FOREX-Business data buoys euro as Fed minutes support dollar
* Euro pares losses after strong private sector PMI data
* Dollar supported by rise in U.S. yields
* Fed minutes shed little new light on stimulus pullback
* September tapering still seen as a possibility
By Anooja Debnath
LONDON, Aug 22 (Reuters) - The euro pared losses against the dollar after upbeat data on the euro zone's private sector, with the U.S. currency supported by Federal Reserve minutes that kept alive bets on a September tapering of monetary stimulus.
Business activity across the region picked up more than expected this month, led by Germany though France was weak, preliminary Purchasing Managers' Index data showed.
"The good German PMI figures were somewhat offset by the disappointing French numbers and this is keeping the euro low," said Antje Praefcke, senior currency strategist at Commerzbank.
"Also, the outlook that the Fed is reducing its stimulus is positive for the U.S. dollar," she said, adding her bank was bearish on the euro and expects it to end the year at $1.27.
The euro was flat at $1.3357.
The dollar rose broadly on Thursday as it tracked gains in U.S. Treasury yields, with the Fed minutes viewed as supportive after they little to alter expectations it could start trimming its bond purchases as early as September.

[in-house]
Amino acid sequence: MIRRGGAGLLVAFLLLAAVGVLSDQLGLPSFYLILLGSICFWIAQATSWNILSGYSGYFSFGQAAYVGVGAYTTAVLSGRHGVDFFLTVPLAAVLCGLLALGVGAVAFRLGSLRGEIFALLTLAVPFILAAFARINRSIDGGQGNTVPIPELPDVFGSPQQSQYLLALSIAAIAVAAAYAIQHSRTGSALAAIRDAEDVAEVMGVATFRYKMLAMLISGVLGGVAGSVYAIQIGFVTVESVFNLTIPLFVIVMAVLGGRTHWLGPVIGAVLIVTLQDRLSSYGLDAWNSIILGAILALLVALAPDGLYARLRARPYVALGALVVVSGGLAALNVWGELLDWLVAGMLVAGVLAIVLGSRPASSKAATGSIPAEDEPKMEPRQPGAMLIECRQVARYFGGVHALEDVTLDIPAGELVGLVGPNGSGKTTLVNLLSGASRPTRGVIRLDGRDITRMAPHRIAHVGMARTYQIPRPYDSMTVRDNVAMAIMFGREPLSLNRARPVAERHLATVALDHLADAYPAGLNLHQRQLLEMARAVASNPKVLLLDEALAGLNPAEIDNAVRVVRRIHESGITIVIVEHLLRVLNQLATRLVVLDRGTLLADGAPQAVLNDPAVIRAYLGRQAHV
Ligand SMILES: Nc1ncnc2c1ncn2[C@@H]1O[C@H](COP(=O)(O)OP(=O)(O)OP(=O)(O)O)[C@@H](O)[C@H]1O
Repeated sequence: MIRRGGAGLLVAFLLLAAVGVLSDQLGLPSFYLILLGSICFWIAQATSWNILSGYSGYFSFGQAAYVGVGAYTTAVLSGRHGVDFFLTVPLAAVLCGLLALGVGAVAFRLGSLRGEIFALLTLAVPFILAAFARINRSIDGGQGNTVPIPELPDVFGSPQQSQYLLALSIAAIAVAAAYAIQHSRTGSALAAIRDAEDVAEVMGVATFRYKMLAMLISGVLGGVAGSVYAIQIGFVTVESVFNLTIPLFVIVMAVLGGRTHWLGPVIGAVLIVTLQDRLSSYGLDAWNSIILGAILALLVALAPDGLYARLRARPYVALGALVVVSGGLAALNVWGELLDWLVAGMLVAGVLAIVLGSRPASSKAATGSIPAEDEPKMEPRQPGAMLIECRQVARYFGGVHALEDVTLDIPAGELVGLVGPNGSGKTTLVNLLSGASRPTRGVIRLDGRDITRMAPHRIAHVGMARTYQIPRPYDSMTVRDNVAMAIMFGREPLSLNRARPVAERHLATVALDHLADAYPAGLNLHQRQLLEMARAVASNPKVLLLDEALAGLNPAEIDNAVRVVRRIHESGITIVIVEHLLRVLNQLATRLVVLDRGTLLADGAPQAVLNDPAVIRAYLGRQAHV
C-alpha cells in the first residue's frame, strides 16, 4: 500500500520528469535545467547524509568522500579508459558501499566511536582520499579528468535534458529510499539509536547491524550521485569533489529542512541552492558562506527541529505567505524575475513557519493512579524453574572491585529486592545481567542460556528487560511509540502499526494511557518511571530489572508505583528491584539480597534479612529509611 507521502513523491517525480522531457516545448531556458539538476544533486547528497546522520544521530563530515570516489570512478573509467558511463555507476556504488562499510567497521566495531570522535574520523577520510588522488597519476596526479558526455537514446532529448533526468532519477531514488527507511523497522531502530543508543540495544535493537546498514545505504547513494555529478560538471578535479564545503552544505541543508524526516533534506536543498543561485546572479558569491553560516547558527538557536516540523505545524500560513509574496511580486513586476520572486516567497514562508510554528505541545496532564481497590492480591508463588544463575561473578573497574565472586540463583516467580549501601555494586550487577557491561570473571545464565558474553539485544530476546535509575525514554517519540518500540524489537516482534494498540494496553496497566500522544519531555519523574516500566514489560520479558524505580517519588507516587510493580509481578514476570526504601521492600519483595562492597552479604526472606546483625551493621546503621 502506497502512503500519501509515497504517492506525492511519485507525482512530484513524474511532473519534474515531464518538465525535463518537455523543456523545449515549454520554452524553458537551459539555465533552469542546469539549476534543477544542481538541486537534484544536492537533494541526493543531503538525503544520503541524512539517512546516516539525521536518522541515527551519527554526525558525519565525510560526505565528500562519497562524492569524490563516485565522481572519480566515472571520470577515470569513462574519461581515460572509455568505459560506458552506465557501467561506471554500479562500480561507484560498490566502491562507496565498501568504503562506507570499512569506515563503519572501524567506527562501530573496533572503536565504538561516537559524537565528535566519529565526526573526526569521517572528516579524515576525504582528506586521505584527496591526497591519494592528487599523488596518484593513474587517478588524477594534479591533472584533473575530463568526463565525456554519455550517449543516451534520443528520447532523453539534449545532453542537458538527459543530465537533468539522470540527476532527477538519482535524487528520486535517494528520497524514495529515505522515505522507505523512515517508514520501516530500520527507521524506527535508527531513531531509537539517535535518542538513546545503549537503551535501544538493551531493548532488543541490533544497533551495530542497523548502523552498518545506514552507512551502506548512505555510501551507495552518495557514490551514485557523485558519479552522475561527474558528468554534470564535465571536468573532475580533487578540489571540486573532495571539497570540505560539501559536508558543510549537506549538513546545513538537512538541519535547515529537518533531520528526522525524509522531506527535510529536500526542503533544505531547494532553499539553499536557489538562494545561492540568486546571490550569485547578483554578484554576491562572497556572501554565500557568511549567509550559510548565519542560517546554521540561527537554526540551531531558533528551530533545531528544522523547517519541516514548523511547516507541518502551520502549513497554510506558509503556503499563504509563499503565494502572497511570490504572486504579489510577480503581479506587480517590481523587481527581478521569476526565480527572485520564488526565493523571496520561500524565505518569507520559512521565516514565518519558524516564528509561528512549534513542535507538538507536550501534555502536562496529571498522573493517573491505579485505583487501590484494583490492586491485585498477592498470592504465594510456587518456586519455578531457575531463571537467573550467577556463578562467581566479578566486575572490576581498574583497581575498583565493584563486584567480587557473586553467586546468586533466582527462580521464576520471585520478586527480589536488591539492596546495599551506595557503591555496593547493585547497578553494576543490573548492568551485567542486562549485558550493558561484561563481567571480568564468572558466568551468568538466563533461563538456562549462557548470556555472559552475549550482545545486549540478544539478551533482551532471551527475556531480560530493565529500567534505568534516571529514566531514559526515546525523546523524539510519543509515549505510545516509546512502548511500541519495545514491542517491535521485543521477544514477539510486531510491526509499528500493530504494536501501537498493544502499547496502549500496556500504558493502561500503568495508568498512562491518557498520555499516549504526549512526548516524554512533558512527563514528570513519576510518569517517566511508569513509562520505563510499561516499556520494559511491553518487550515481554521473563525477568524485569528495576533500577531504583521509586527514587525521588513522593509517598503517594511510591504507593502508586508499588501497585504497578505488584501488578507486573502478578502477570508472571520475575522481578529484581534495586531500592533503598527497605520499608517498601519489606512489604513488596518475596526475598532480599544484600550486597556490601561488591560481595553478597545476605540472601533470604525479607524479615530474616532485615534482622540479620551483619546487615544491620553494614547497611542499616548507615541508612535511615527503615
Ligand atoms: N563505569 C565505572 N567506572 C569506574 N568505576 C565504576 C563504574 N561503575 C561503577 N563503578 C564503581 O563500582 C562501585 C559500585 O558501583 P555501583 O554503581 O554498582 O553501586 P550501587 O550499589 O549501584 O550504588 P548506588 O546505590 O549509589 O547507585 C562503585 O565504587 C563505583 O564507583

The dollar was up 0.3 percent against a basket of currencies at 81.433, not far from the one-week peak of 81.557 hit earlier in the session.
The U.S. 10-year Treasury yield set a fresh two-year high of 2.936 percent on Thursday. Such a rise in yields can increase the attractiveness of dollar-denominated assets.
"Regardless of the fact that this is tapering, not ending QE, the shift in the focus of monetary policy is likely to support the dollar, in our view," said Marshall Gittler, head of global FX strategy at IronFX adding that markets believe "each day of tapering is a day closer to the Fed raising rates."
"Over the long term this should mean higher U.S. real interest rates, which should support the dollar."
The dollar was up 0.8 percent against the yen at 98.43 yen.
The spread between U.S. ten-year Treasury yields and equivalent Japanese (JGB) yields stood at highs last seen in April 2011, favouring the dollar over the yen.
The Fed's $85 billion per month worth of bond purchases helped spur inflows into emerging markets. Expectations that the central bank might soon start withdrawing some of this money have hurt emerging currencies and risk appetite.
This could increase the appeal of perceived safe-haven currencies such as the yen.
"There is the flight-to-quality type of yen buying on the one hand, but there is also dollar-buying on the back of rising U.S. yields," said Satoshi Okagawa, senior global markets analyst for Sumitomo Mitsui Banking Corporation in Singapore.
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